CHA4028 RuneQuest: Roleplaying in Glorantha – Chapter 07 Combat Q&A pages 191-206

Answers by Jason Durall, RuneQuest Line editor

This section covers pages 191-206:

  • The Melee Round
  • Strike Ranks
  • Movement
  • Disengaging from Melee
  • Weapon Use (includes Subduing & Disarm)
  • Dodge
  • Combat Results
  • Special Damage

The Melee Round (page 191)

If two potential foes move into range of one another, with weapons readied, are they automatically “Engaged”?

Are they going to attack one another and defend if attacked? Then they’re engaged.


What if neither one of them “wants” to be Engaged?

Then I guess they’re just standing there staring at one another. You don’t need rules until someone does something. Why is this a question?


What if one or both of them are already “Engaged” with other foe(s)?

Are they paying attention to one another? Backing into each other? Are they even aware of one another? 

The rules can’t account for every permutation of potential interaction between individuals. This should be up to the gamemaster to decide.


“An Elf, a Dwarf, and a Troll walk into a bar” — are all three of them each Engaged with the other two?

If they like each other enough and are willing to make it work, who are we to say otherwise? 

Four Phases in a Melee Round (p. 192)

I’m a little confused by the logic of putting the movement of non-engaged characters (phase 2) before the resolution of missile attacks and spells (phase 3).

In this I must defer to the prior designers of the game (Steve Perrin, Greg Stafford, and company). It’s been that way since RQ1 and making such a fundamental change to the mechanics of combat was both outside the design goal and something Jeff and I weren’t interested in doing.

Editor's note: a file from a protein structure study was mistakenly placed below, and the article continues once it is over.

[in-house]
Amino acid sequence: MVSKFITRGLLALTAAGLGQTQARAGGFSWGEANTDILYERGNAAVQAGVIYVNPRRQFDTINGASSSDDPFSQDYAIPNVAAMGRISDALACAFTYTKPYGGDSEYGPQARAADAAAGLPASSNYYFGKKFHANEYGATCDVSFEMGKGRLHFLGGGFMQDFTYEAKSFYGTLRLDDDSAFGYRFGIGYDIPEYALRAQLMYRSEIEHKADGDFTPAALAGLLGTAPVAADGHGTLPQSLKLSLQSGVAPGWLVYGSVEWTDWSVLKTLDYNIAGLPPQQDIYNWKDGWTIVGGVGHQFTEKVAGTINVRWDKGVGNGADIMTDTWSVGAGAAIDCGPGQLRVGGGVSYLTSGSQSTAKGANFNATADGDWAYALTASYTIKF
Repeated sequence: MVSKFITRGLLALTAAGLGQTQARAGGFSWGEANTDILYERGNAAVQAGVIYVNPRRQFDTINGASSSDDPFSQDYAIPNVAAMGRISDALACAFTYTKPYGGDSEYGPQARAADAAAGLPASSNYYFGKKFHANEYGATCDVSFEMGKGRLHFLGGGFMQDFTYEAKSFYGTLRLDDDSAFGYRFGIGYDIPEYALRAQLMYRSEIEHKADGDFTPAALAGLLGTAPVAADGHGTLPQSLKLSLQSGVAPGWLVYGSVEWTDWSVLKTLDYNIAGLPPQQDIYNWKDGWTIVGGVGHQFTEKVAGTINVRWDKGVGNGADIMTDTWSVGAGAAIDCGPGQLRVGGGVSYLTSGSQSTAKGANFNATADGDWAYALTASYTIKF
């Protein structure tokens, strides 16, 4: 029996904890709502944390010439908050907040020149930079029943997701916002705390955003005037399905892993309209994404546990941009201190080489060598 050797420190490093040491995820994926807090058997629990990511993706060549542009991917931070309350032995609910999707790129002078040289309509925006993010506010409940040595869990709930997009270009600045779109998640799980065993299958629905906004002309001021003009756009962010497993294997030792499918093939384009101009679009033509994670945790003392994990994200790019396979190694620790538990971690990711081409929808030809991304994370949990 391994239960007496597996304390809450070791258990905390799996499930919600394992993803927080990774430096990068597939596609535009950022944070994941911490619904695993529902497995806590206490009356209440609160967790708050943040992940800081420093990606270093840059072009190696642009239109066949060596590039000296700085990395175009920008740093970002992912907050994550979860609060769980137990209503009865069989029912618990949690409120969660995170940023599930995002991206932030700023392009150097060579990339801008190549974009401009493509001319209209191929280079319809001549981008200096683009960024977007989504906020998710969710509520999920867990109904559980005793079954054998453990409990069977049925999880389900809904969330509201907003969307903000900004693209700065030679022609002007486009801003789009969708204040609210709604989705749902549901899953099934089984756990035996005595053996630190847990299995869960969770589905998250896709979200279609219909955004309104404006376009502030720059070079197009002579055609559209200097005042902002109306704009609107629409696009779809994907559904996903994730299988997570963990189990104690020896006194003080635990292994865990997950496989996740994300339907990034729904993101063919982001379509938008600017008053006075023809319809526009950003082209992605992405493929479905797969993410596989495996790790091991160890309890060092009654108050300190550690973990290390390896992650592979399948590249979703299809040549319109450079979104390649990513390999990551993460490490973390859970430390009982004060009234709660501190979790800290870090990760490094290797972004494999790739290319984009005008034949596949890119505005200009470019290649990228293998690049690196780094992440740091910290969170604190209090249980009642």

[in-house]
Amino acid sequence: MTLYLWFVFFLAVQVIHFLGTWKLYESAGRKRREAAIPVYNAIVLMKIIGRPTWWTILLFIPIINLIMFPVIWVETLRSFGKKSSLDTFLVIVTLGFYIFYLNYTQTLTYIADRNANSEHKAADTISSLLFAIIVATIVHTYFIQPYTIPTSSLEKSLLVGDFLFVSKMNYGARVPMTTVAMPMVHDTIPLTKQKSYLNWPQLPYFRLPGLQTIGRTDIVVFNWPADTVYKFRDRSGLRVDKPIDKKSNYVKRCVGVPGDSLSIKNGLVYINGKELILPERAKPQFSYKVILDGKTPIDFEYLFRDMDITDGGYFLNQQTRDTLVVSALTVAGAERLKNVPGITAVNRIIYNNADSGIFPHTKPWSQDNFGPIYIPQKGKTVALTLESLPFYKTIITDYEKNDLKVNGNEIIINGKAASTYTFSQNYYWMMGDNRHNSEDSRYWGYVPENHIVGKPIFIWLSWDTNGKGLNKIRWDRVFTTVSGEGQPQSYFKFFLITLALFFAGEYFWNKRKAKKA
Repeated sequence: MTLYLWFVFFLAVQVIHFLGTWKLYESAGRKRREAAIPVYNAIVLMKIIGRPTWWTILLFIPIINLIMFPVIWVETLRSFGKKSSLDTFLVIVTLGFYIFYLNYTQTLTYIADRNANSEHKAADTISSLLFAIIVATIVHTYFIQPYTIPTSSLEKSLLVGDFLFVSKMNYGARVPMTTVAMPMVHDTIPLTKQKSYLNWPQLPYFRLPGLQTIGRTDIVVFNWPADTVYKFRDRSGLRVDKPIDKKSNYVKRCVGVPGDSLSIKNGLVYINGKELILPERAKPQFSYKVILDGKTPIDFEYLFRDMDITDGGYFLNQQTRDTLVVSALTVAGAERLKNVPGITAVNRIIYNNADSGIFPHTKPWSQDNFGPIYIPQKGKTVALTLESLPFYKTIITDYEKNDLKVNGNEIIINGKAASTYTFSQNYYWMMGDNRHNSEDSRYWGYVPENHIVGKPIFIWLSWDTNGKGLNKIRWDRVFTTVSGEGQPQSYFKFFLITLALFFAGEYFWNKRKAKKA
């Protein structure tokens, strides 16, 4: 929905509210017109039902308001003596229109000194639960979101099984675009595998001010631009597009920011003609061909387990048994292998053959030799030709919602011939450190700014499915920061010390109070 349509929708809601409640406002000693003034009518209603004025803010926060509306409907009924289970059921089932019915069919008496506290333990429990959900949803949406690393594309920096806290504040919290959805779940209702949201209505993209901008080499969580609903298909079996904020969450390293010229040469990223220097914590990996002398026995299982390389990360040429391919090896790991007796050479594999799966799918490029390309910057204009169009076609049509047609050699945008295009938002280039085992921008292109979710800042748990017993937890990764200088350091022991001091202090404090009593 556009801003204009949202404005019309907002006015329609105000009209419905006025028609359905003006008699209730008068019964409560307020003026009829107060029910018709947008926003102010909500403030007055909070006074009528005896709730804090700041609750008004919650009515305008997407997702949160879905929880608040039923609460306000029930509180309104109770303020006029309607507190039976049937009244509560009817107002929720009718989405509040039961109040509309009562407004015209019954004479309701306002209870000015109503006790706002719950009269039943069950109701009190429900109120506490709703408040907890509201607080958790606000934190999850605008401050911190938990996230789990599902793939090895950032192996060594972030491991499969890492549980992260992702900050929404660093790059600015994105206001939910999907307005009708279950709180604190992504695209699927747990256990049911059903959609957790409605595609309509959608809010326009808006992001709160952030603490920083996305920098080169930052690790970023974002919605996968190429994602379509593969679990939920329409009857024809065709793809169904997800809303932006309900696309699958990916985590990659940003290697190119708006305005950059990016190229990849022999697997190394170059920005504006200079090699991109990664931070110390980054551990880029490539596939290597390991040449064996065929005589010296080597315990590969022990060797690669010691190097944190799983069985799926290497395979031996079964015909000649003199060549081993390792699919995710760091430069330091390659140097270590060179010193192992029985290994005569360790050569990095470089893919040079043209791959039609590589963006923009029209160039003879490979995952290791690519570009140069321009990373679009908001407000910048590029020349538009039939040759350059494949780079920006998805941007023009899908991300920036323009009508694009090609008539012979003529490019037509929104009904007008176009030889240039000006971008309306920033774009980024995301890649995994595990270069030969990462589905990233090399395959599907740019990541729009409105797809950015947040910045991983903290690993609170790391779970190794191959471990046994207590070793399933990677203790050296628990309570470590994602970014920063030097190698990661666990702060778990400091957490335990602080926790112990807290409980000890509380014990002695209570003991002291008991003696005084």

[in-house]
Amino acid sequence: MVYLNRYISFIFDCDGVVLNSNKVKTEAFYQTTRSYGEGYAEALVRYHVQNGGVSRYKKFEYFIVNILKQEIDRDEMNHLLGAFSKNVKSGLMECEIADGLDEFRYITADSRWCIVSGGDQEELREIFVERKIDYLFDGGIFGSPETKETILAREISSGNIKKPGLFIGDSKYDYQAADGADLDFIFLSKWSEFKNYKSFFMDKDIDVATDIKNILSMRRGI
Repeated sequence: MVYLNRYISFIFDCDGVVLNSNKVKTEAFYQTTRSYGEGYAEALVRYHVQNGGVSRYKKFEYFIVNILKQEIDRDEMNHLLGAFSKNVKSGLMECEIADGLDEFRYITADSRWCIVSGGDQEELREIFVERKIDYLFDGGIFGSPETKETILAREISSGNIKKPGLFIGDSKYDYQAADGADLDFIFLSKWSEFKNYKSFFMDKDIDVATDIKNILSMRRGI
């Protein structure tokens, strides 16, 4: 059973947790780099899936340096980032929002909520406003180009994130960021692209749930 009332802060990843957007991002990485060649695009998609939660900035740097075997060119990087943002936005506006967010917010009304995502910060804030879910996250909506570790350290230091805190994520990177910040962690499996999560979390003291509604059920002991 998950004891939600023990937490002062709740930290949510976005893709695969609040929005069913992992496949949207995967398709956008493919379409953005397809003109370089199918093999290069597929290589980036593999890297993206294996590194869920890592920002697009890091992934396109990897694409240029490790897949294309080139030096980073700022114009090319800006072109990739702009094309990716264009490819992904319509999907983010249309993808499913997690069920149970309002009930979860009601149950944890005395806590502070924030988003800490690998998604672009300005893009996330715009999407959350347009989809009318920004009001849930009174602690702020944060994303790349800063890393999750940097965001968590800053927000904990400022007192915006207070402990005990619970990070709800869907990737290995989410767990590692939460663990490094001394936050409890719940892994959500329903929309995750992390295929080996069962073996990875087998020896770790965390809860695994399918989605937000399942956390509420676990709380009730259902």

If I’m reading this correctly, a non-engaged melee combatant can move half his/her movement, close in on a target that is armed with a missile weapon, and attack before that target gets a chance to fire. Wouldn’t it make more sense to have phase 2 include both the movement of non-engaged characters AND the resolution of missiles and spells?

It is, I believe, very specifically to keep things relatively clear and to disincentivize ranged combatants from getting within movement range of melee opponents.


Maybe abolish theses phases all together and just go with Strike Rank order?

If that makes things easier for you, Your RuneQuest May Vary.


The rule says “Who goes first and in what order during a melee round is determined by strike ranks”. But in phase 2. “Movement of Non-Engaged Characters” in which order the move of unengaged characters and monsters is made ?

Use common sense. If in doubt or to resolve a tie, use MOV rate or DEX as the determiner (higher goes first). 


Some character, C, makes a Statement of Intent (SoI) that they will move past a potential foe, F, to engage a BigBad (outside the scope of these questions).

C has a very-high DEX, acting early in the round.